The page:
Havana, Cuba, Aug 13.- Members of the 19th Latin American and Caribbean Brigade of Voluntary Work in Solidarity with Cuba ended their activities in this country and expressed their willingness to continue supporting the social process started in Cuba in 1959.
In a final declaration released in the Julio Antonio Mella International Camp, in the western province of Artemisa, they agreed to involve civil society organizations in their countries to extend support to Cuba.
They also agreed to fight in the social networks for the release of the five anti-terrorist Cuban fighters unjustly held in the US since 1998, the document says.
According to the Cuban News Agency, the document includes the commitment to demand respect for the rights of Gerardo Hernandez, Rene Gonzalez, Ramon Labañino, Fernando Gonzalez and Antonio Guerrero to directly communicate with the outside world and receive family visits.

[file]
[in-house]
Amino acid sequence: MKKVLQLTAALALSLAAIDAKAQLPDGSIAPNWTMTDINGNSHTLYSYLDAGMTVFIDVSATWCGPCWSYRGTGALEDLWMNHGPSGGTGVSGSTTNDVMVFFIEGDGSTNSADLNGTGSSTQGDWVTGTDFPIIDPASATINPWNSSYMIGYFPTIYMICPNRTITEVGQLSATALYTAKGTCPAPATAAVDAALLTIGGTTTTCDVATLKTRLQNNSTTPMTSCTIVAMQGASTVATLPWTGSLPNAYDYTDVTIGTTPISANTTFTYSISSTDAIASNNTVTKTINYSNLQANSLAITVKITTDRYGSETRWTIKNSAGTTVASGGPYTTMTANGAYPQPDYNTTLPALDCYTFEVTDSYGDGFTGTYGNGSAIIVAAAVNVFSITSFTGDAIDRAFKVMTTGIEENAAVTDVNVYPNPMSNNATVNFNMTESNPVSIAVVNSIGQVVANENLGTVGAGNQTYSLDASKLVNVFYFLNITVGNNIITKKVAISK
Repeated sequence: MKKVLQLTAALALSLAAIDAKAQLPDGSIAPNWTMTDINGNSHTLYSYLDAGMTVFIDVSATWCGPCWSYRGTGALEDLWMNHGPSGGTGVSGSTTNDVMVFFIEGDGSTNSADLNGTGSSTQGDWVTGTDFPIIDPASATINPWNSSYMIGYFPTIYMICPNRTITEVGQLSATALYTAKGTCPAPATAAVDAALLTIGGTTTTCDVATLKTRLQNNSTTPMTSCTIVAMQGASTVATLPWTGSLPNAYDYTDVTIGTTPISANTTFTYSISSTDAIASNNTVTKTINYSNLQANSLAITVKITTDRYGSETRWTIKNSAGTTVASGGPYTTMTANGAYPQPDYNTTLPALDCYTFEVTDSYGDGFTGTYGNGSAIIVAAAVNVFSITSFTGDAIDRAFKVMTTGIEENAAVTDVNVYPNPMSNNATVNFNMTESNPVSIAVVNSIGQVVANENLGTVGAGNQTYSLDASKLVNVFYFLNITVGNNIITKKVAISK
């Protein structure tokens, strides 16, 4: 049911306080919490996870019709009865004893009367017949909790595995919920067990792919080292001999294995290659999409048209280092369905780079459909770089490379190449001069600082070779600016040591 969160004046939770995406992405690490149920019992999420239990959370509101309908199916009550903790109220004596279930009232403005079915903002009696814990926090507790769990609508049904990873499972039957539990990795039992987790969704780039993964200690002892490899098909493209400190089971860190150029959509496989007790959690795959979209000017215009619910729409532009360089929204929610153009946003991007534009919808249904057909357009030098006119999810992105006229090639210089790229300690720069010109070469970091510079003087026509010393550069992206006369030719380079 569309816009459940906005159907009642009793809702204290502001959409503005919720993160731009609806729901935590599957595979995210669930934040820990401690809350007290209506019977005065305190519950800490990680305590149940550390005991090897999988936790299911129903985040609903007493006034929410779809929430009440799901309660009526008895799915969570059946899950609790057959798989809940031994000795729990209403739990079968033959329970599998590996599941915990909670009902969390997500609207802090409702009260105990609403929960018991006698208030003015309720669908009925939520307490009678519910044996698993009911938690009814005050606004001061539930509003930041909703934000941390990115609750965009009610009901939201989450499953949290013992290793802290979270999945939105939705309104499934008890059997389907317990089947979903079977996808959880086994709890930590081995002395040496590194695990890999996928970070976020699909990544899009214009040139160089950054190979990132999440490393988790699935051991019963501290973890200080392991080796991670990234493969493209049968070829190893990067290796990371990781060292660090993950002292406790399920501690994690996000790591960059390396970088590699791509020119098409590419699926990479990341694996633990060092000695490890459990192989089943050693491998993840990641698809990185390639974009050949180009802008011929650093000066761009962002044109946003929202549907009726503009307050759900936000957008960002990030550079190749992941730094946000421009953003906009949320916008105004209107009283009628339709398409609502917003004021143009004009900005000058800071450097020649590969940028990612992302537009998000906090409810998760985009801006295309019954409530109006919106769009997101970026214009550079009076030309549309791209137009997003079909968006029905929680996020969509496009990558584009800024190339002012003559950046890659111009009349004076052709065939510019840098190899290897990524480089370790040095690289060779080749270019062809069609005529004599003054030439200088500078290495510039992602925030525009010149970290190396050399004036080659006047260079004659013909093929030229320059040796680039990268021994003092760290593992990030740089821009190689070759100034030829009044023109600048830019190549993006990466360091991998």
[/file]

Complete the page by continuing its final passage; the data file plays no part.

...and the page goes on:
The Cuban Five -as they are known worldwide- were condemned to harsh sentences for reporting on violent actions planned against Cuba by terrorist groups based in US territory.
Against them there were 26 separate charges, 24 of them relatively minor and rather technical, including failing to register as foreign agents with the Attorney General of the United States.
The defendants agreed with this position, but they were prevented from explaining that under a doctrine of U.S. Law, known as the Necessity Defense, they should be forgiven for failing to comply with this technical matter.
Their mission implied the protection of lives, prevent property damage and terrorist acts, and, according to US laws, you can technically violate a regulation prescribed by law if you are doing it to avoid further damage.
None of the charges involved the use of firearms, violent actions or property damage. (Radio Cadena Agramonte).